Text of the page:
In her most recent speech in New Hampshire, she also characterized other Democratic candidates as “naive” and criticized Biden and Buttigieg without explicitly naming them.
“Unlike some candidates for the Democratic nomination, I’m not betting my agenda on the naive hope that if Democrats adopt Republican critiques of progressive policies or make vague calls for unity that somehow the wealthy and well-connected will stand down,” Warren said.
But the new offensive could also backfire — as it did for Dean in 2004, when he attacked Gephardt over the Iraq War and Gephardt responded by hitting him from the left on trade and Social Security. The crossfire ultimately wounded them both, allowing John Kerry and John Edwards to finish ahead of them in Iowa.
“I think the Warren-Pete fight in Iowa is probably going to hurt them in the way that Dean-Gephardt ‘murder-suicide pact’ did,” Joe Trippi, a top strategist on Dean’s campaign, said ruefully.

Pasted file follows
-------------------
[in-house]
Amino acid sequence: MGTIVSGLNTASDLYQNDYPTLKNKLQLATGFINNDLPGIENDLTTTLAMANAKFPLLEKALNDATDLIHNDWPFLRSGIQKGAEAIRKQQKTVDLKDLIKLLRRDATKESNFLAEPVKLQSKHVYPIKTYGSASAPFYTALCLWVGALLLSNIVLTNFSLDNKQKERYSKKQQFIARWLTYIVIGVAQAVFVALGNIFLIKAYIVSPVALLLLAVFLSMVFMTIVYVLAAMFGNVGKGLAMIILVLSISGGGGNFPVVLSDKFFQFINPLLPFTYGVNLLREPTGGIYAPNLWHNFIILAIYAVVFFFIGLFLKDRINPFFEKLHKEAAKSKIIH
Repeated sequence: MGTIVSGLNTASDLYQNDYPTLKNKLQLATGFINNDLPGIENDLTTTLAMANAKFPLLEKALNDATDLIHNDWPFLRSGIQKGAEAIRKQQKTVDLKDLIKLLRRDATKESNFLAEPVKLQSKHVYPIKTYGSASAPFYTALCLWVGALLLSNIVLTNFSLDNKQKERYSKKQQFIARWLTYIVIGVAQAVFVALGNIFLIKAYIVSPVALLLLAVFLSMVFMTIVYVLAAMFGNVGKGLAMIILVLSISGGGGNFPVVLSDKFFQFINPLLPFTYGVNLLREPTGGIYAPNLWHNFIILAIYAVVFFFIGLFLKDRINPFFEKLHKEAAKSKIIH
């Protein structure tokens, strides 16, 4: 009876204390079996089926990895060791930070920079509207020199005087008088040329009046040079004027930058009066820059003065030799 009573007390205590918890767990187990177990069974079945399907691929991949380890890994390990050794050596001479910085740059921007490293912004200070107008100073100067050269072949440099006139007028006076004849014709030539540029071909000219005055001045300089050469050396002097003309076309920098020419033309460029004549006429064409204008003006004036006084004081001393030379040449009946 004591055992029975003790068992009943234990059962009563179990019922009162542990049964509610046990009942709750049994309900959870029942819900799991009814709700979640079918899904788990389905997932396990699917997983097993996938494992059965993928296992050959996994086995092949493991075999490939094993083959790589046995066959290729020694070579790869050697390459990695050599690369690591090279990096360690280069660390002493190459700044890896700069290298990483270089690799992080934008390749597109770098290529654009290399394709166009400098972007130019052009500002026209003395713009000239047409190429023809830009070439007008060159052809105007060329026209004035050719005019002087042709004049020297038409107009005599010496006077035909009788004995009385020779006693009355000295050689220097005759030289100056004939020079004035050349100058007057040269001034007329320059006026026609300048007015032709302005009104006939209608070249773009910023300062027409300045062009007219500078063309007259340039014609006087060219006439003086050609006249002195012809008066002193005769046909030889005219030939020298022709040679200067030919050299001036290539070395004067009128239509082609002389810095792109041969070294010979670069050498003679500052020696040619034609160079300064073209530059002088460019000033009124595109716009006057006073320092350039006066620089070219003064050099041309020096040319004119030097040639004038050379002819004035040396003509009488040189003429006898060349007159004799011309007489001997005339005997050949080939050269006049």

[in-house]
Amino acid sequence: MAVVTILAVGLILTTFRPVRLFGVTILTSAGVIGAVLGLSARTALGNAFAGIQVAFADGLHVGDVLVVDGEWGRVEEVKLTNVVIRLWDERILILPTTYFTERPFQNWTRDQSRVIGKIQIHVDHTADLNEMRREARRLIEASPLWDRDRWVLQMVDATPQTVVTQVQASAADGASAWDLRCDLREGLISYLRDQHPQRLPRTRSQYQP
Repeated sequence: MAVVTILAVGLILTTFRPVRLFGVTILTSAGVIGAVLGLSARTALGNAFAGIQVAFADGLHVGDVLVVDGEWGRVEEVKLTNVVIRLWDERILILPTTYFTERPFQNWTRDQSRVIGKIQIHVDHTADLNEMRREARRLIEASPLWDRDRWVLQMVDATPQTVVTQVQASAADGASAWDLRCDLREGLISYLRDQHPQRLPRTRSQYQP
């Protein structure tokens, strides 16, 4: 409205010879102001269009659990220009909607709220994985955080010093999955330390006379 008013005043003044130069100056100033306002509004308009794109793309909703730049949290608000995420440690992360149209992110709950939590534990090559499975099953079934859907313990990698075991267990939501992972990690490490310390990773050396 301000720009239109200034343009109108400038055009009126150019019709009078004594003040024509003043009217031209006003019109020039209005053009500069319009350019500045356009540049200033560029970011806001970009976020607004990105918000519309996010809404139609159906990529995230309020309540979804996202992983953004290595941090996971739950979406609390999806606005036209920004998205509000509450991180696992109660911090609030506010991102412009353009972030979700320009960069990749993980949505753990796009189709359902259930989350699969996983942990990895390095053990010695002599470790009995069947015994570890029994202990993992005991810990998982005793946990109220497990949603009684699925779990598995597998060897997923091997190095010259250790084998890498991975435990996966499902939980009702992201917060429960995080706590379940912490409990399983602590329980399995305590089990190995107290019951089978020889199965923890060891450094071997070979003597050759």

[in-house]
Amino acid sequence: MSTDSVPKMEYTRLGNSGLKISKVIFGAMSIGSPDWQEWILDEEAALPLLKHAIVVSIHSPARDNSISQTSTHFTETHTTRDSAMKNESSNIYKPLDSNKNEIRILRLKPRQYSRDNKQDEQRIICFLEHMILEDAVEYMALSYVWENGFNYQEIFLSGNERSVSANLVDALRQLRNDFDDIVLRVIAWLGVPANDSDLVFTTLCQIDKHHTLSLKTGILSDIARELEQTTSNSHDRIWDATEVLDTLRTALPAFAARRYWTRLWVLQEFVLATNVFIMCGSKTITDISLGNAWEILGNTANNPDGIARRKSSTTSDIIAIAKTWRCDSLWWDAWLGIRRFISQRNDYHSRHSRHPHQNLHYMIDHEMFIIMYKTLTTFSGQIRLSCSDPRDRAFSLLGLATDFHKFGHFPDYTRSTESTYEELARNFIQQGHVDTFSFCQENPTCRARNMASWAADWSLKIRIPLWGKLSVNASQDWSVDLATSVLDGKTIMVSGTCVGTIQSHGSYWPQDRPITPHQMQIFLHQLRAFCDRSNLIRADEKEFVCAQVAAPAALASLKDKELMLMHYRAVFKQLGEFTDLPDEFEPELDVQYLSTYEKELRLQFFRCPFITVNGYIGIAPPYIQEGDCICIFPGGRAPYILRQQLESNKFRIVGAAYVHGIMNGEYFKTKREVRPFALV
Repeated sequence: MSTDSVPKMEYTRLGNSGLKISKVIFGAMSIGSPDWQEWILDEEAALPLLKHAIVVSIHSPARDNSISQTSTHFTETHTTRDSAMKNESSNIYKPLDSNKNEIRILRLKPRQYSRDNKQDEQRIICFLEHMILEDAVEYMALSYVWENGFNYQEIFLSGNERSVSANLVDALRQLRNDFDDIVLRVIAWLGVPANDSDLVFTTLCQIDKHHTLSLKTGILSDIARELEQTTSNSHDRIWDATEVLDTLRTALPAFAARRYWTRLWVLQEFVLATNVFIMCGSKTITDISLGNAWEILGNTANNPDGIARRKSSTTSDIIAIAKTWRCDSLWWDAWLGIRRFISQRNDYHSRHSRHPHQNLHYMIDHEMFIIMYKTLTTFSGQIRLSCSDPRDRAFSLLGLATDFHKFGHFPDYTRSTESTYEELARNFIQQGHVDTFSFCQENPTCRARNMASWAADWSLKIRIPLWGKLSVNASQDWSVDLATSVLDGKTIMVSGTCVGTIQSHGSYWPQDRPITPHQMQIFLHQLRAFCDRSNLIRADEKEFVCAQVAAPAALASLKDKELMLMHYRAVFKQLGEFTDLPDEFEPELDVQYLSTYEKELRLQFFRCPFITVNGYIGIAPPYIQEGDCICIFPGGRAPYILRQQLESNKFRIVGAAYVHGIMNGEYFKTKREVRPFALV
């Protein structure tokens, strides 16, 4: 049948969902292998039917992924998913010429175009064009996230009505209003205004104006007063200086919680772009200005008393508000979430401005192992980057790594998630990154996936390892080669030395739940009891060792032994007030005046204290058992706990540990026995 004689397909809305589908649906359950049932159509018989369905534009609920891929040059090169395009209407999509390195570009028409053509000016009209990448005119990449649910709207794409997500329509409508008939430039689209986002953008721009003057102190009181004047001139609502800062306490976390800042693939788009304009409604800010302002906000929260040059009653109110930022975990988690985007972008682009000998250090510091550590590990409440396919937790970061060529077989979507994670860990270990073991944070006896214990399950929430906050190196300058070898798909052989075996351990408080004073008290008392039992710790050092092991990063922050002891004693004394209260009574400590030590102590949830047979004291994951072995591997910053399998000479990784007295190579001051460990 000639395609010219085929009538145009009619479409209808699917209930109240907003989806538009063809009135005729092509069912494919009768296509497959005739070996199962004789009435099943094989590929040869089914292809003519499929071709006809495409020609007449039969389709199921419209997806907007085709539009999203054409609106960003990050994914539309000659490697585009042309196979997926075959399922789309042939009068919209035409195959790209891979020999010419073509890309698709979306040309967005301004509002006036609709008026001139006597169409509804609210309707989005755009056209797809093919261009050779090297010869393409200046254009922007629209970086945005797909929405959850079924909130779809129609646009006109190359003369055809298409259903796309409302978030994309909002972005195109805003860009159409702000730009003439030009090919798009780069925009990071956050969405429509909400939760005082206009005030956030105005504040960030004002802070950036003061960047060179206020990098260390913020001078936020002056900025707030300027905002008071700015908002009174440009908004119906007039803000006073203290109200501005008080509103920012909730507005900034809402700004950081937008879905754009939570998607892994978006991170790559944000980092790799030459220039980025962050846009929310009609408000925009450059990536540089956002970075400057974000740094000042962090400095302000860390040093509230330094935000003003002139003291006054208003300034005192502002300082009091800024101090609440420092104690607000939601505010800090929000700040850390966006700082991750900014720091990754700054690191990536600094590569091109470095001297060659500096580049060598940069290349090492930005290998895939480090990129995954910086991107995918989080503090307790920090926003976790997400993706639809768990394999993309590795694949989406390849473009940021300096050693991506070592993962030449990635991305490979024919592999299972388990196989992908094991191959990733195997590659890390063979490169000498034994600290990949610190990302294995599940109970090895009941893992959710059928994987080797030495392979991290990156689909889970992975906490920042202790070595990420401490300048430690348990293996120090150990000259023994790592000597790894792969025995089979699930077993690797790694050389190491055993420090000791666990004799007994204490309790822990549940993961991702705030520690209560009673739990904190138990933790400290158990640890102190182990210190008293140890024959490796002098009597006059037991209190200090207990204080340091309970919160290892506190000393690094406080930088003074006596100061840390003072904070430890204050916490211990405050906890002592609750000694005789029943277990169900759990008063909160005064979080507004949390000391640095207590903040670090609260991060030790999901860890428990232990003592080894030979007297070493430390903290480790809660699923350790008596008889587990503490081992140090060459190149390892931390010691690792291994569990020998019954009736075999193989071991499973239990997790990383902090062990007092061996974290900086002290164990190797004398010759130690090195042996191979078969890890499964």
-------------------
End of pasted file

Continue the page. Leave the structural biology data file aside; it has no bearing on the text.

At the same time, the Warren campaign has been trying to lower expectations in the final days of the fourth quarter as its grassroots fundraising slows. In several emails to supporters over the past week, the campaign has set a goal of raising $20 million, less than the $24.6 million she raised last quarter. Many staffers have tried to gin up extra donations with promises to sing songs, make memes, and write poems for donors that give a bit more.
Yet as it moves into its second year, Warren’s campaign is beginning to cast its gaze beyond the first four contests in preparation for a potentially long primary slog — building out field staff ahead of most of her rivals in post-Super Tuesday states such as Washington, Ohio, Illinois, and even Pennsylvania, which doesn’t hold its contest until April 28.
“She’s run the most disciplined campaign by far but they are finding out it’s not as easy as it looks,” said Trippi, who also worked with Joe Rospars, Warren’s chief strategist, during the Dean campaign. “Putting staff in Pennsylvania, if you get 4th in Iowa, is not going to matter.”